That realization and its implications for the next few years of our lives put me in a bad mood. 😑 I didn’t know how to enjoy life or make friends without restaurants and coffee shops and charcuterie boards. I couldn’t imagine a life that didn’t include living in a cute house in a cute part of town. I deserved those little things because I’m not interested in clothes or fancy furniture or cars. Those are the things that are frivolous! Don’t ask me to sacrifice my harmless little pleasures. There has to be another way.

Well, there is another way. We can see money as a means to an end rather than the end itself. Money can be a beautiful gift if we manage it well, speak about it honestly and learn to be content with or without it. For our family, we’ve decided this means living below our means, making wise decisions that minimize financial stress and getting creative about how we spend time with people.


So why in the world am I sharing this with you when we all agree talking about money is a bit tacky? I wrote and rewrote this essay about six times over the span of several weeks because it gives me major heebie-jeebies to talk about this. At the end of the day, this essay is a tiny act of repentance and a reminder of God’s grace the past six months as we finally say goodbye to our home.

I’m also sharing because I want to help normalize the idea that we all go through seasons where we choose to make tough financial decisions that go against the grain. Too often, we feel like we’re the only ones struggling or trying to do something different. That unrealistic picture of “normal” makes us feel trapped. Our houses have to look a certain way. We have to live a particular lifestyle. We have to have what everyone else has, or they’ll… ? They’ll what?! I’m not sure, but I feel it, too. It’s really OK to dip out of the rat race.

In addition, I think being honest about our finances can deepen our relationships with others. What I’ve found is when we are real with folks about our financial limitations, others are more often than not relieved to find someone who they can be honest with as well. It becomes easier for them to say, “Hey, we want to hang out, but we’re trying to save money this month, so can we do burgers at our house instead of going to that restaurant? You wanna bring the beans?”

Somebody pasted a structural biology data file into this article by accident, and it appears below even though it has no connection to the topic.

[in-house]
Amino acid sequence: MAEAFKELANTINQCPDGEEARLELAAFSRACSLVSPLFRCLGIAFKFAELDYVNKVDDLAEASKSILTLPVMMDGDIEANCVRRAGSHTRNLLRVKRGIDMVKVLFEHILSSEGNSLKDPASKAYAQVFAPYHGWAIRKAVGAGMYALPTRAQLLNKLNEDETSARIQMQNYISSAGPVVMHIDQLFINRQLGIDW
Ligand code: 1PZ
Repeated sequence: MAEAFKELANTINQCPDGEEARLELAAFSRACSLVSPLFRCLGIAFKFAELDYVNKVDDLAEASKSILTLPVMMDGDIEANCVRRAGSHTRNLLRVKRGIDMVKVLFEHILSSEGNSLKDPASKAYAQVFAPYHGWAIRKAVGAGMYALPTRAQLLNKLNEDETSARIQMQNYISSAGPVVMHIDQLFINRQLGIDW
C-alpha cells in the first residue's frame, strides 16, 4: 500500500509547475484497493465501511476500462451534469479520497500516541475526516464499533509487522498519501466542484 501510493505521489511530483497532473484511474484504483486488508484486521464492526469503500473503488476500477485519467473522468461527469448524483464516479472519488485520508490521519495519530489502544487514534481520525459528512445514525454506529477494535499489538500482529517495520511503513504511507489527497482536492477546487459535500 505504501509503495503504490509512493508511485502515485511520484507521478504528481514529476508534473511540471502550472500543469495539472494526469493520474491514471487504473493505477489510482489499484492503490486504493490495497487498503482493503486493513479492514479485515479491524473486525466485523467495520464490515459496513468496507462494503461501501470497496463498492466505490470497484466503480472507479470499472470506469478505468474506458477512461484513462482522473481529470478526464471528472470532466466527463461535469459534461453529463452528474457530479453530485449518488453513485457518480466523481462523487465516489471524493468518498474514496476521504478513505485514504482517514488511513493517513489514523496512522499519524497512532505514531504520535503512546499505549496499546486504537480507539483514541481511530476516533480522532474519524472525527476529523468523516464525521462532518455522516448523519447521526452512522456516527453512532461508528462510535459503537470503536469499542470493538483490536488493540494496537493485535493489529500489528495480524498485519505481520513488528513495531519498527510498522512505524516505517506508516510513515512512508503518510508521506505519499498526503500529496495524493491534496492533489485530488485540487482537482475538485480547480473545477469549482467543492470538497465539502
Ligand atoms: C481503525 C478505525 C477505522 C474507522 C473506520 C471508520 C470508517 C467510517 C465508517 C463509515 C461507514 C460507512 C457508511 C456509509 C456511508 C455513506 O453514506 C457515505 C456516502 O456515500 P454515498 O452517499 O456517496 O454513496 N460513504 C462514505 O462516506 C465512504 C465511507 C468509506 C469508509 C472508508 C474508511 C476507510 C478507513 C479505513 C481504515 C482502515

That kind of transparency allows us to open our homes, invite people in and reveal who we really are. When we’re no longer concerned with keeping up with the Joneses, everyone can just relax.

😍 We can move past small talk about where we purchased things in our home. 

😍 We can stop focusing on that girl’s clothes and start admiring how hilarious she is.

😍 We can become comfortable with each other’s homes, knowing where the cups are kept and being unafraid to jump in and help in the kitchen.

😍 We can be content with drip-brew coffee and waffles while our kids play on the floor instead of wrangling nap-ready toddlers who don’t want to sit in a highchair one more minute.

😍 And maybe one day, we can let go of our own insecurities and feel fully loved, fully accepted and fully known.

These little moments that aren’t centered around spending money or doing expensive, Insta-worthy activities can ultimately become the most beautiful, memorable parts of our lives if we’re willing to open ourselves up to experiencing them.

I’m writing this to tell you it’s OK if your life isn’t shiny. Mine is not, and I’m learning that shiny isn’t all it’s cracked up to be.

I am so looking forward to this next season of our lives, and I’m eternally grateful for the lessons we’ve gleaned from the one we are exiting. Some of God’s greatest gifts are the hardships we pray for him to fix.

If you find yourself in a similar situation, just know—you’re not alone. You’re welcome at my house for drip-brew and waffles anytime. ☕️

Love, Jill

Financial resources 😎